Op Ed published in The State Newspaper on September 18, 2014
Problems with mental illness and substance use disorders are common throughout our community. According to a 2012 survey by the federal government, 8.4 million American adults reported having co-occurring disorders, meaning they have both a mental health and a substance use disorder. While co-occurring disorders are common, so are stories of recovery. In fact, there are people in every walk of life in the Midlands who are on a path to mental and physical health. And as they work on their recovery journeys, they contribute to our communities, participate in business and provide for their families.
During the combined 68 years that our organizations, LRADAC and Companion Benefit Alternatives, have served in the behavioral health field, we’ve seen lives and families transformed through recovery. That’s why we’re speaking up to raise awareness of the 25th anniversary of National Recovery Month. This year’s theme is “Join the Voices for Recovery: Speak Up, Reach Out.” It represents the many ways people can prevent behavioral health problems, seek treatment, and sustain recovery as they commit to living mentally, physically, emotionally and spiritually healthy lives.
Mental health and/or substance use disorders, like other health problems, can be treated. Those who embrace recovery not only improve their health, but form stronger relationships with their neighbors, family members and peers. They can get better, both physically and emotionally.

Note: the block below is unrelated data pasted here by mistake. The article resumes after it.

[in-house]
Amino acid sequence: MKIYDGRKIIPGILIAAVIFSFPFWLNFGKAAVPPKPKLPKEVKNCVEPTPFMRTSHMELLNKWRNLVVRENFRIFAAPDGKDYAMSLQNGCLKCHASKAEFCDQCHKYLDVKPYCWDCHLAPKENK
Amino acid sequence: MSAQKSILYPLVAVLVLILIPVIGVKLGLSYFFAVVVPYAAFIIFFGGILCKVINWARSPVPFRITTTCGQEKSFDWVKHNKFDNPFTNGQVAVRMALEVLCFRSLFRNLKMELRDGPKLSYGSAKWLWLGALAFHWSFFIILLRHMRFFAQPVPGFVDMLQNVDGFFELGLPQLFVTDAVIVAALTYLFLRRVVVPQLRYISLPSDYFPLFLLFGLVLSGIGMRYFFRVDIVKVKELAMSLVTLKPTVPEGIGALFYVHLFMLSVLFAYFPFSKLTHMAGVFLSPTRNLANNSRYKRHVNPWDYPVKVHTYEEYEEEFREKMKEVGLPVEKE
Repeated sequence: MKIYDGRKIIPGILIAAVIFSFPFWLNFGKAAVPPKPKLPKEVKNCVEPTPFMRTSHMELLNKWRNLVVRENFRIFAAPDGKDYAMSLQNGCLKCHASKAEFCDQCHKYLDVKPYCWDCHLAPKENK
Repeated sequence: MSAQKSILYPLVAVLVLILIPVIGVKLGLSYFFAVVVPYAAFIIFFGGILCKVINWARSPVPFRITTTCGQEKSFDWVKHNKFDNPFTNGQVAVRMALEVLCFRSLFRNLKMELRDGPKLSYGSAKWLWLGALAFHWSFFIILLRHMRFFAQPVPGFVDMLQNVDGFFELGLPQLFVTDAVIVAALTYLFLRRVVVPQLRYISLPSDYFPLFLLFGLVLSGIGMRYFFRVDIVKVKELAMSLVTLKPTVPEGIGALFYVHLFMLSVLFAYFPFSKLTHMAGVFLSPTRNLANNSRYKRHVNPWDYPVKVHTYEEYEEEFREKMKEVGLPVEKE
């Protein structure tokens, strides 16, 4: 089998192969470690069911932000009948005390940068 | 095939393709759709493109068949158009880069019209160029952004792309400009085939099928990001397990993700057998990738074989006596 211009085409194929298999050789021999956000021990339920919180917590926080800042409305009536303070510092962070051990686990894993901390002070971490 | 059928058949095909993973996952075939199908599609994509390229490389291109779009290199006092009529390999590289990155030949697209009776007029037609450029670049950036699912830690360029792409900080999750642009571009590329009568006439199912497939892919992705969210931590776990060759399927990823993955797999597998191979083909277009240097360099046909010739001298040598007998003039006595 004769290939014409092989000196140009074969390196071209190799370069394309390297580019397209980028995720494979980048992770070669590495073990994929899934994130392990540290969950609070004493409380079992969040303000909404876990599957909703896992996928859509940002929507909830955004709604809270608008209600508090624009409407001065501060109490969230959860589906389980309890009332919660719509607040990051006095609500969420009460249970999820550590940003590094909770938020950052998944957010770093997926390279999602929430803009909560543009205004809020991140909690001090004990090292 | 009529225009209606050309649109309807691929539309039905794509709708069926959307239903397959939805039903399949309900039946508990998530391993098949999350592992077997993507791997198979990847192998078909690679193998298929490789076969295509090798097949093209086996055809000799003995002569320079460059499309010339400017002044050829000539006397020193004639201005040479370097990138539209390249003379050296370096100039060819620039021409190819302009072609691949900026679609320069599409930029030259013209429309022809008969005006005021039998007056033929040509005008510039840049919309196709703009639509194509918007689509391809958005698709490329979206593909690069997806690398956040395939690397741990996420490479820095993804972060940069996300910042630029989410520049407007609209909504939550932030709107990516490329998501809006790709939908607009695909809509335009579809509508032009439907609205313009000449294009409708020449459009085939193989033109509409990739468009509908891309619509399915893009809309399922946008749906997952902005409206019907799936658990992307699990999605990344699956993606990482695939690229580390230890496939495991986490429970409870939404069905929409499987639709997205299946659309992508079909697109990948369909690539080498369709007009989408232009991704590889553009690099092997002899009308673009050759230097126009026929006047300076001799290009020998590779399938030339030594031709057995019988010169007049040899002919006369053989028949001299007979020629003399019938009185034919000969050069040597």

Your help is an integral part of the recovery process. It’s critical that people experiencing mental health and/or substance use disorders receive the support they need from their community – including friends, family members and others who speak up for their cause and reach out to lend a hand.
We encourage all community members and organizations to join in the celebration of National Recovery Month. Over the course of this month, think of someone you know who is somewhere on the road to recovery. Reach out and let them know there is hope. Numerous prevention, intervention and treatment programs are available. They can find these at schools and colleges, in the workplace, through community nonprofits and trained professionals. Starting the recovery process may be as simple as a phone call or website visit.
Behavioral health is essential to overall health. Prevention works, treatment is effective and people recover. But people can’t make this journey alone. They need your help. Speak up or reach out to help others experience the reality of recovery.
Gayle Aycock is the president and chief executive officer of LRADAC, the premier prevention, intervention and treatment provider in Lexington and Richland counties providing leadership throughout the state and achieving national recognition for excellence.
Stephanie Heckart, RN, is the chief operating officer of Companion Benefit Alternatives, a Columbia-based managed behavioral health organization that administers mental health and substance abuse benefits for more than 1.9 million members around the country.